4. The last step is to set up your server.xml like this:

    <?xml version="1.0" encoding="UTF-8"?>
    <server description="new server">
        <!-- Enable features -->
        <basicRegistry id="basic" realm="BasicRealm">
        <httpEndpoint id="defaultHttpEndpoint"
                      httpsPort="9443" />
    	<applicationManager autoExpand="true"/>
    	<jpa defaultPersistenceProvider="org.eclipse.persistence.jpa.PersistenceProvider"/>

Some comments on the server.xml:

  • Note that we have to list all of the features that are included in the javaee-7.0 feature minus the jpa-2.1 feature explicitly now because we don`t want the default JPA-provider.

  • Instead of jpa-2.1 I added jpaContainer-2.1 to bring our own JPA-provider.

  • The defaultPersistenceProvider will set the JPA-provider to use ours and is required by the jpaContainer feature.

Liberty Configuration without Global Library

Be aware that there are different ways how to include our EclipseLink library. Above, I chose the way that requires the least configuration in the server.xml and also works for dropin-applications. The way I did it was via a global library. The offical documentation defines it as an explicit library in the server.xml and reference it for each invidual application like this:

<bell libraryRef="eclipselink"/>
<library id="eclipselink">
	<file name="${server.config.dir}/jpa/org.eclipse.persistence.asm.jar"/>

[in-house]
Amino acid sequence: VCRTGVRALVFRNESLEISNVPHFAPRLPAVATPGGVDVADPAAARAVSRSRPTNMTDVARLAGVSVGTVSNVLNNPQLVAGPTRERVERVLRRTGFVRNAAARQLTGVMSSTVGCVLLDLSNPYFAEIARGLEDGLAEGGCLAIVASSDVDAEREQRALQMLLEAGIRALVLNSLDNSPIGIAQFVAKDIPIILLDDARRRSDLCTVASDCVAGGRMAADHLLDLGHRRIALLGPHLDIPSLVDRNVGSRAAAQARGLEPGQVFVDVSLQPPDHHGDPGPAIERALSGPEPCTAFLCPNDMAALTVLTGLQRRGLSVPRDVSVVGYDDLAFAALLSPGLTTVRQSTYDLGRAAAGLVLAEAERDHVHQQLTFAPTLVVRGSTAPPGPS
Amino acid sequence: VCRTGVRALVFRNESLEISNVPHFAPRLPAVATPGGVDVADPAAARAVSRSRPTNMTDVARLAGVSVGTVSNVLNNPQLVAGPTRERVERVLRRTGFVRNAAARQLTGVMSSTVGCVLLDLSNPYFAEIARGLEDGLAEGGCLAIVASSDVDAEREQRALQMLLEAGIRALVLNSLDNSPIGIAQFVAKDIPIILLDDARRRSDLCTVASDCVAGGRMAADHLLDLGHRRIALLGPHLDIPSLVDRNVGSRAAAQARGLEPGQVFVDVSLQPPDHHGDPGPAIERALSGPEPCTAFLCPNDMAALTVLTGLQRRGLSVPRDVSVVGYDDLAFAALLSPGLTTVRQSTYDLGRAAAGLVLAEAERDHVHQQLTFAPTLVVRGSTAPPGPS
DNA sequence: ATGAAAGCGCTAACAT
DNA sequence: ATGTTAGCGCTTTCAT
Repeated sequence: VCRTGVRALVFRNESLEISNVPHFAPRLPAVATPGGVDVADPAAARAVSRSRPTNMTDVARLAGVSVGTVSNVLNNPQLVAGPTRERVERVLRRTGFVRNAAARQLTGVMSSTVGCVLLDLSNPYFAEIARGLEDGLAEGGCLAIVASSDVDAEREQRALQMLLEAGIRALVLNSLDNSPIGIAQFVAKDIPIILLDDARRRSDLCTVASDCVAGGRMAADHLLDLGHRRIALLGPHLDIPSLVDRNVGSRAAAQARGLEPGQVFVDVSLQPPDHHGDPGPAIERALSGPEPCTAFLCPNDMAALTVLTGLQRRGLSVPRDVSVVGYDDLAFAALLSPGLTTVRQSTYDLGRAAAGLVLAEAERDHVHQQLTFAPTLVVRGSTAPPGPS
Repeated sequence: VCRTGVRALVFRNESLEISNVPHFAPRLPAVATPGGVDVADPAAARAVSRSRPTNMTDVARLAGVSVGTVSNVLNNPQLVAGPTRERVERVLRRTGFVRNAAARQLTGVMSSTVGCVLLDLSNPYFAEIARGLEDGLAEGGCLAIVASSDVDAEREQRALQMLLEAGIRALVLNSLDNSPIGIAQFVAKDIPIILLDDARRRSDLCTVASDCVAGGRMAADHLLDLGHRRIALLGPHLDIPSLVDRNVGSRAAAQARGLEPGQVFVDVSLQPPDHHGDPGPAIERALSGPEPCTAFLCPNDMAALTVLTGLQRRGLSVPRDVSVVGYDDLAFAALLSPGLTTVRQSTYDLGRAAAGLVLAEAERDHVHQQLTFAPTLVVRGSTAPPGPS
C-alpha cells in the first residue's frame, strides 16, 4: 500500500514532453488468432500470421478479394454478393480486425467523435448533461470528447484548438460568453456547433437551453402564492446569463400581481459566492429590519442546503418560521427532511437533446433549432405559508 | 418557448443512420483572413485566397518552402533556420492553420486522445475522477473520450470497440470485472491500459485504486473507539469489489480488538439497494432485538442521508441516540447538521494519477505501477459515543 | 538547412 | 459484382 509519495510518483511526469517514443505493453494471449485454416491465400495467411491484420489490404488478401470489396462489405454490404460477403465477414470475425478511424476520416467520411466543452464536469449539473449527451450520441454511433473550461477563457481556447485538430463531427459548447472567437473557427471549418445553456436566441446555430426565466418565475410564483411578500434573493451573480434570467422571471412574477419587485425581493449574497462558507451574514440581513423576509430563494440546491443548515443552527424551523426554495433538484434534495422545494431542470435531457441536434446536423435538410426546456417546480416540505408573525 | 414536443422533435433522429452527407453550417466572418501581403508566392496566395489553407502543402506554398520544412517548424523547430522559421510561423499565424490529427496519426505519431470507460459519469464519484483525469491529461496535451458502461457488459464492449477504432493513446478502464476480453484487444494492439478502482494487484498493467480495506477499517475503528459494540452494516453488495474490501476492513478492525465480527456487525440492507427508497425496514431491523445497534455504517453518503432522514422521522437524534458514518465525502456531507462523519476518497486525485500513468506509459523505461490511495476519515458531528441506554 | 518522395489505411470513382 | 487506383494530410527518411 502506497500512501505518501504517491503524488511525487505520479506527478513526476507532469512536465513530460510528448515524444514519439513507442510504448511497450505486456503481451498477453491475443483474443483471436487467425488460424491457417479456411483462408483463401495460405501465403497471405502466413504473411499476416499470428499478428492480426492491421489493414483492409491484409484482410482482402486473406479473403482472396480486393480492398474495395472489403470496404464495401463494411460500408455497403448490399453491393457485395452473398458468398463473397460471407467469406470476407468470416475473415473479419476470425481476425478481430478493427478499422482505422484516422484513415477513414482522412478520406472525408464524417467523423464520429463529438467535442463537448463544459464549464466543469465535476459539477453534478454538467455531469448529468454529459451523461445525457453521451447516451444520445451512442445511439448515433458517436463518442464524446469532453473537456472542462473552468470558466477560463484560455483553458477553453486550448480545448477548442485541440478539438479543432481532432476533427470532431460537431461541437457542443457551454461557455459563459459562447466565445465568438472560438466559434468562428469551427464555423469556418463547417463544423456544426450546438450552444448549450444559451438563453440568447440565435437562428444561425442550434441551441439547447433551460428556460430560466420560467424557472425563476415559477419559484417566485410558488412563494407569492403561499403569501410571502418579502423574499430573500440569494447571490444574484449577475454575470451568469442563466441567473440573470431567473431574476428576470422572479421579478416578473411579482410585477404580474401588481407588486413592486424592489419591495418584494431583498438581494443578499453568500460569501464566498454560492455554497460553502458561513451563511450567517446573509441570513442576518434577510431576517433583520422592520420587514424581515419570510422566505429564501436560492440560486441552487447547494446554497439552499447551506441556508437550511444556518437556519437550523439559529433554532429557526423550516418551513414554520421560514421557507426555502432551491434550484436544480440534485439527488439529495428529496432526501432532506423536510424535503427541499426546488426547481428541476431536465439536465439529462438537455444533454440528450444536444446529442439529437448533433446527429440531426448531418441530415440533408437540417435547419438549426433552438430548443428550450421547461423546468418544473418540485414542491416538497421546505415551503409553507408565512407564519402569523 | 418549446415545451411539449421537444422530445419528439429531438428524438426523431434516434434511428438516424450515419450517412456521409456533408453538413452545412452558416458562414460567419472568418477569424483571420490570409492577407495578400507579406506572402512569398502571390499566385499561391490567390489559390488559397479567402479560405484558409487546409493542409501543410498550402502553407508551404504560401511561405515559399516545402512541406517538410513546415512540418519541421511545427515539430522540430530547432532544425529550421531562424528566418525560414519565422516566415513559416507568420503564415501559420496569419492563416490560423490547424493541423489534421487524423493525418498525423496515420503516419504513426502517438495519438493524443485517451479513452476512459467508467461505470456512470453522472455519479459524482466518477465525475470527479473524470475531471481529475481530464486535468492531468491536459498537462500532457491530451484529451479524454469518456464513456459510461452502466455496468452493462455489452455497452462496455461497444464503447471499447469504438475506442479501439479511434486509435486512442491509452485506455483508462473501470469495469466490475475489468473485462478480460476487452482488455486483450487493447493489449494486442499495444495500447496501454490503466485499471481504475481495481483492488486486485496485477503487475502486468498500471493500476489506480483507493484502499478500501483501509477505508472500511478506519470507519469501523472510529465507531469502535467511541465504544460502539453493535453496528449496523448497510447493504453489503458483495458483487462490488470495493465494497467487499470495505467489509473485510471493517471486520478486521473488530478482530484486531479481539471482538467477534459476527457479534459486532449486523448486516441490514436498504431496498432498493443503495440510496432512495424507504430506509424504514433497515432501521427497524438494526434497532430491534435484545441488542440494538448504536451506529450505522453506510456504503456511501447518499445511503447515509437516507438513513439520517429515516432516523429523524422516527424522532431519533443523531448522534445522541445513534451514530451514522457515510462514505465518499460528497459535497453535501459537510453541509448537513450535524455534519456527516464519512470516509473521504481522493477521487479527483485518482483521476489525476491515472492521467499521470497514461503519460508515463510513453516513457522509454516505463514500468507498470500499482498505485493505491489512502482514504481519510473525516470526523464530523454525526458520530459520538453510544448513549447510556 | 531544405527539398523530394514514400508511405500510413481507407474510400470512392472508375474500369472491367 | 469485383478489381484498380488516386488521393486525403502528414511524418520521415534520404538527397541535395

<file name="${server.config.dir}/jpa/org.eclipse.persistence.core.jar"/>
	<file name="${server.config.dir}/jpa/org.eclipse.persistence.jpa.jar"/>
	<file name="${server.config.dir}/jpa/org.eclipse.persistence.antlr.jar"/>
	<file name="${server.config.dir}/jpa/org.eclipse.persistence.jpa.jpql.jar"/>
	<file name="${server.config.dir}/jpa/org.eclipse.persistence.jpa.modelgen.jar"/>

	<file name="${server.config.dir}/jpa/org.eclipse.persistence.extension.jar"/>
	<file name="${server.config.dir}/jpa/jgroups.jar"/>

<application location="myapp.war">
    <classloader commonLibraryRef="eclipselink"/>

Also note, that the JARs are this time in the defaultServer/jpa-folder, not under defaultServer/lib/global and I removed all the version-suffixes from the file-names. Additionally, make sure to add <feature>bells-1.0</feature>.

Try it

As this post is already getting to long, I will not got into detail here how to use this from your Java EE application. This will be for another post. But you can already get a working Java EE project to get your hands dirty from my GitHub repository. Start the Docker Compose environment and use the contained test.sh to invoke some cURL requests against the application on two different cluster-nodes.


With the either of the aboved approaches I was able to enable EclipseLink’s cache-coordination feature on Websphere Liberty for Java EE 7.

I did not try it, but I would assume that it will work similar for Java EE 8 on the latest OpenLiberty builds.

For sure it is nice that plugging in your own JPA-provider is so easy in Liberty; but I don’t like that I have to do this to get a feature of EclipseLink working under Liberty which I would expect to work out of the box. EclipseLink’s cache-coordination feature is a quiet useful extension and it leaves me uncomfortable that I have configured my own snowflake Liberty instead of relying on the standard package. On the other hand, it works; and if I make sure to use the exact same version of EclipseLink as packaged with Liberty out of the box, I would hope the differences are minimal.

The approach I chose/prefer in the end is Liberty Server Configuration with Global Library instead of using the approach that is also in the offical documentation (Liberty Configuration without Global Library). The reason is that for Liberty Configuration without Global Library I have to reference the library in the server.xml indvidually for each application. This will not work for applications I would like throw into the dropins.